Home-United StatesActive season, reduced contracts

Active season, reduced contracts

Most areas of the country have experienced a spring that has been much colder and wetter than normal. April snow was common with many locations breaking records for both low temperatures and heavy precipitation. This has not been the case in the Southern Plains and desert Southwest where severe drought set up over the winter months and combined with higher than normal temperatures led to elevated fire conditions since the beginning of the year. Several states in this region have had aerial assets in place since January. As summer approaches, conditions are only aggravated with West Texas and Southeast New Mexico not receiving any precipitation since last October. Oklahoma, the Texas Panhandle Kansas, and Eastern Colorado have received enough precipitation to initiate a green-up therefore lowering fire danger.

Sometimes one has to wonder about decisions made by fire managers. I was recently on an assignment with four other Single Engine Air Tankers (SEATs). We were working a fire about eighty miles from where we were based and management decided to move the reload base to a small airport closer to the fire. Each aircraft has a loading trailer assigned to it and we were only using two of them to load the five SEATs. The logical thing to do was to leave the two trailers at the original base and use two more at the new base, but management insisted on moving everything. Well, you guessed it, a couple of days after the move a new fire broke out close to the first base and we were once again faced with long ferries.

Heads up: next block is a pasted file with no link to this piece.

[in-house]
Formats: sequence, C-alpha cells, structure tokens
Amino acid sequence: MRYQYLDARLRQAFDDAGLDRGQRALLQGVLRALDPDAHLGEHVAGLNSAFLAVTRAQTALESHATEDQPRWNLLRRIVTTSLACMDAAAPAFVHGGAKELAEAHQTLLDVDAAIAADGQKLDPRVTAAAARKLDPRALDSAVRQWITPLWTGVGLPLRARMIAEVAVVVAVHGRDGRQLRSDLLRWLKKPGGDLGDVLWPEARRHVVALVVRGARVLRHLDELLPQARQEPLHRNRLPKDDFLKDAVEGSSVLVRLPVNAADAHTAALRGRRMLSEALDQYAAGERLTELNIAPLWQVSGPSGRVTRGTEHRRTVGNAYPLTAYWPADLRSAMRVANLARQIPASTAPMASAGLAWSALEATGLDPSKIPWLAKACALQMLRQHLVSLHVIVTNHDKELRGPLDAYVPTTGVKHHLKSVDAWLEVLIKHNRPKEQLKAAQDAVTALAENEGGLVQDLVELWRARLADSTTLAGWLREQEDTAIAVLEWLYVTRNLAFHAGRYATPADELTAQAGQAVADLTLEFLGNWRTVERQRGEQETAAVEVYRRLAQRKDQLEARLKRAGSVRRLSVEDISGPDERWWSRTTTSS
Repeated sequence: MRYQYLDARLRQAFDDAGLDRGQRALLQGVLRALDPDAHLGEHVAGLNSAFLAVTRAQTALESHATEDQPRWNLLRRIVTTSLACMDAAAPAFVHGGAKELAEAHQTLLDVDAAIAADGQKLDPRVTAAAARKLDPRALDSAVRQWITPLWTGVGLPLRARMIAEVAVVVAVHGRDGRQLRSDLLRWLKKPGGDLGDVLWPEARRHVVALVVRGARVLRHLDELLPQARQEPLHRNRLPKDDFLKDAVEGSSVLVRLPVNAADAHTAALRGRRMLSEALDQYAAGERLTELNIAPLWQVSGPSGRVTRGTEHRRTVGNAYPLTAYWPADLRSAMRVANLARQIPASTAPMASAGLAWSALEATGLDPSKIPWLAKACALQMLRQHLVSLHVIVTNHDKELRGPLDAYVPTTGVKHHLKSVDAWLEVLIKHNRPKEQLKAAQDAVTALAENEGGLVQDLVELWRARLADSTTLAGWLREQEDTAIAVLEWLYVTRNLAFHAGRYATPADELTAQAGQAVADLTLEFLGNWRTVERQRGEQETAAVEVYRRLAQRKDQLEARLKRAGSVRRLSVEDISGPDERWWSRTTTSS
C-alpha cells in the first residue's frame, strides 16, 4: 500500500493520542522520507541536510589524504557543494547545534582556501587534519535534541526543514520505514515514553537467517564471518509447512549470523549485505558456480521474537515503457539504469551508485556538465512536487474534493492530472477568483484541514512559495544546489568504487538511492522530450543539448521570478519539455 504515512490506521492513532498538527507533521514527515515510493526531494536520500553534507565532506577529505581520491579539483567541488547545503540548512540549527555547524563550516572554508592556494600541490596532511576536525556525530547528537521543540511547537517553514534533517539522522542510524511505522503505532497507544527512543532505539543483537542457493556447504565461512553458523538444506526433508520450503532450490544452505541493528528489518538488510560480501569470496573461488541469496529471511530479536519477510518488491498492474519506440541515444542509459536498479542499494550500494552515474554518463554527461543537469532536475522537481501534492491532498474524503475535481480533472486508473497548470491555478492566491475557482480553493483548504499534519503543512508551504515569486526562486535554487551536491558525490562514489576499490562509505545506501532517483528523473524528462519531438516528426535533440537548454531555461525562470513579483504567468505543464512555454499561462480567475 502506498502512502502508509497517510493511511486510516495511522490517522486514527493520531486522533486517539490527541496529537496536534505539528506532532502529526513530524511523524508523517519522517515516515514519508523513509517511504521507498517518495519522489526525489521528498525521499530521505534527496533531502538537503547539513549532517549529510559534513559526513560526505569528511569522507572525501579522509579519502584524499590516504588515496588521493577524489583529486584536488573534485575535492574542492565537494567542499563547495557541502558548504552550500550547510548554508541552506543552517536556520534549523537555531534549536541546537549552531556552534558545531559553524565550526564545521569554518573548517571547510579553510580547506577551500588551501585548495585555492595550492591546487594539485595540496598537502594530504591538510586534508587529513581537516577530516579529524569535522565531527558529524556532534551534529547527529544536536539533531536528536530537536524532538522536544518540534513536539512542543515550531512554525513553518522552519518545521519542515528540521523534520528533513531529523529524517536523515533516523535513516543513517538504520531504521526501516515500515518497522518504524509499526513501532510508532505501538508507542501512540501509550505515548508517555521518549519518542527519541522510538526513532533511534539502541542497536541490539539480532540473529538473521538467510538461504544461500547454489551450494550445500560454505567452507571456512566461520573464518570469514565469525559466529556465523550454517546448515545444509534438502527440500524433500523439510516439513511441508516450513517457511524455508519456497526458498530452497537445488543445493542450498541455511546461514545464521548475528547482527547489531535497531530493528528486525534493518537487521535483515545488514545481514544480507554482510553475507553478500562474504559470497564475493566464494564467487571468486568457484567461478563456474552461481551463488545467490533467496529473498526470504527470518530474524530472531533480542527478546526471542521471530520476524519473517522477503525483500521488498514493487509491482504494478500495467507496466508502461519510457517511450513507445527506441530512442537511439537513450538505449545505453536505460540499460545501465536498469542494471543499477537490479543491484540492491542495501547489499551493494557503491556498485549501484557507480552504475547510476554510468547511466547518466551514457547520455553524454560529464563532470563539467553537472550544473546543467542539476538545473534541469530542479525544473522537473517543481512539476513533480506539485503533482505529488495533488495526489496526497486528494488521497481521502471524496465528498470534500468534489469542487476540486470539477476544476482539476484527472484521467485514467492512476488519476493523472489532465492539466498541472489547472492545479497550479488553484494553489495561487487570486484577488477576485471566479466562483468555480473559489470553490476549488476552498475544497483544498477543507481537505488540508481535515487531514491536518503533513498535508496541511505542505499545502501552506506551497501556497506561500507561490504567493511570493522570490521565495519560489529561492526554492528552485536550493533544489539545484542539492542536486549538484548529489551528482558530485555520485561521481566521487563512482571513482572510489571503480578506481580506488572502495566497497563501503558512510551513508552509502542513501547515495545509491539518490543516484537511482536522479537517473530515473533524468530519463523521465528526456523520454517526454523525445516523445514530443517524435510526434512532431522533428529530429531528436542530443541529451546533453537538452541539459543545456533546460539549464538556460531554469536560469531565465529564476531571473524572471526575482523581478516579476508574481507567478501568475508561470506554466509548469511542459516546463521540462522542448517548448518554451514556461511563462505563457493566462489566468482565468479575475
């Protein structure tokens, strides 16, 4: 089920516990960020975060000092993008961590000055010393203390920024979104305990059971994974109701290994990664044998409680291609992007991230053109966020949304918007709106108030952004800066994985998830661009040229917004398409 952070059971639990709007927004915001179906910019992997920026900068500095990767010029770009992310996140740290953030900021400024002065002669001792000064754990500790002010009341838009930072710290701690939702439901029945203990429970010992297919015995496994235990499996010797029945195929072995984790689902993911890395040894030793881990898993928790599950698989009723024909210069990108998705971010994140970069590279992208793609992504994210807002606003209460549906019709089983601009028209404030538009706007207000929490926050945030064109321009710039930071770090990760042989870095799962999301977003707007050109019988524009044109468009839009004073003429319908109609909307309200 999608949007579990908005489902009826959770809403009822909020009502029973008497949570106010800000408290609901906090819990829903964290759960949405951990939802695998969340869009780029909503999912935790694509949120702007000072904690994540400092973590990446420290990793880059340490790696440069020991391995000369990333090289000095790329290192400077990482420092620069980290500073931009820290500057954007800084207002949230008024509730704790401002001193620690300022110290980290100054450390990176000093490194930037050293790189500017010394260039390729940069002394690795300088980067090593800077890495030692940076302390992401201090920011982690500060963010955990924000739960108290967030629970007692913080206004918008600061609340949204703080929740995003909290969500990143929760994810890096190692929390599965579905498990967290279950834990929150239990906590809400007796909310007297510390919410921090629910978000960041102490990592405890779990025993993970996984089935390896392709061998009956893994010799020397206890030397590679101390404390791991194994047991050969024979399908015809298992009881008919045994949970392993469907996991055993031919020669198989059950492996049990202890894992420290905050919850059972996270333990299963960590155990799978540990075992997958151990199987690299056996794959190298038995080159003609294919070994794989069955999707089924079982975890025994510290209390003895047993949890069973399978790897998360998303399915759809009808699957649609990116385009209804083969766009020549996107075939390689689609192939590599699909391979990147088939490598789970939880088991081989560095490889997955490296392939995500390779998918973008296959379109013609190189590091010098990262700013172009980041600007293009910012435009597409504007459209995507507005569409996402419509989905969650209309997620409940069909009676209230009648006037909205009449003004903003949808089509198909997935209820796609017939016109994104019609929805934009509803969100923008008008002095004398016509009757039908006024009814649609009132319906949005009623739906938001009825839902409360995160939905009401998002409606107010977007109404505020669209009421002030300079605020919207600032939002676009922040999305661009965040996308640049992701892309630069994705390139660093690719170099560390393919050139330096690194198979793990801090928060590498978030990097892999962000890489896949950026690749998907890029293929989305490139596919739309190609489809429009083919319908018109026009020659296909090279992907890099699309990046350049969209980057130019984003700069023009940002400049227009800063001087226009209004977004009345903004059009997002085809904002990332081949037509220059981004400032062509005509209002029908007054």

Again, there will be no Exclusive Use SEAT contracts this year. The Department Of Interior (DOI) tried to pull a fast one and solicit bids on a contract that already existed. It did not take long for the General Accounting Office (GAO) to squelch that idea. Like last year, all SEATs will operate under the On Call Contract.

The United States Forest Service (USFS) has reduced the number of Exclusive Use Contracts for both the Heavy Air Tanker and the Type One Helicopter fleets. I can only speculate the reason for reductions is there are many more aircraft of both types available than were just a couple of years ago.

It is forecast to be a very active fire season for the 2018. All Western States that experienced excess precipitation over the winter will have a heavy fuel build up which will lead to wildland fires that are more difficult to control.

The USFS has dropped its plan to operate its own fleet of Lockheed C-130 Air Tankers. I saw nothing but problems with this program from the inception. It would have placed the government in direct competition with private contractors and as public aircraft they would have not been required to comply with rigorous inspections and flight crew requirements, as do their counterparts in the private sector. I am confident that if they had proceeded there would have been numerous lawsuits filed.

As things are about to get busy, I hope everyone remembers the training we received during the off-season months. Be safe, prosperous and I hope to see you in the mountains one day.





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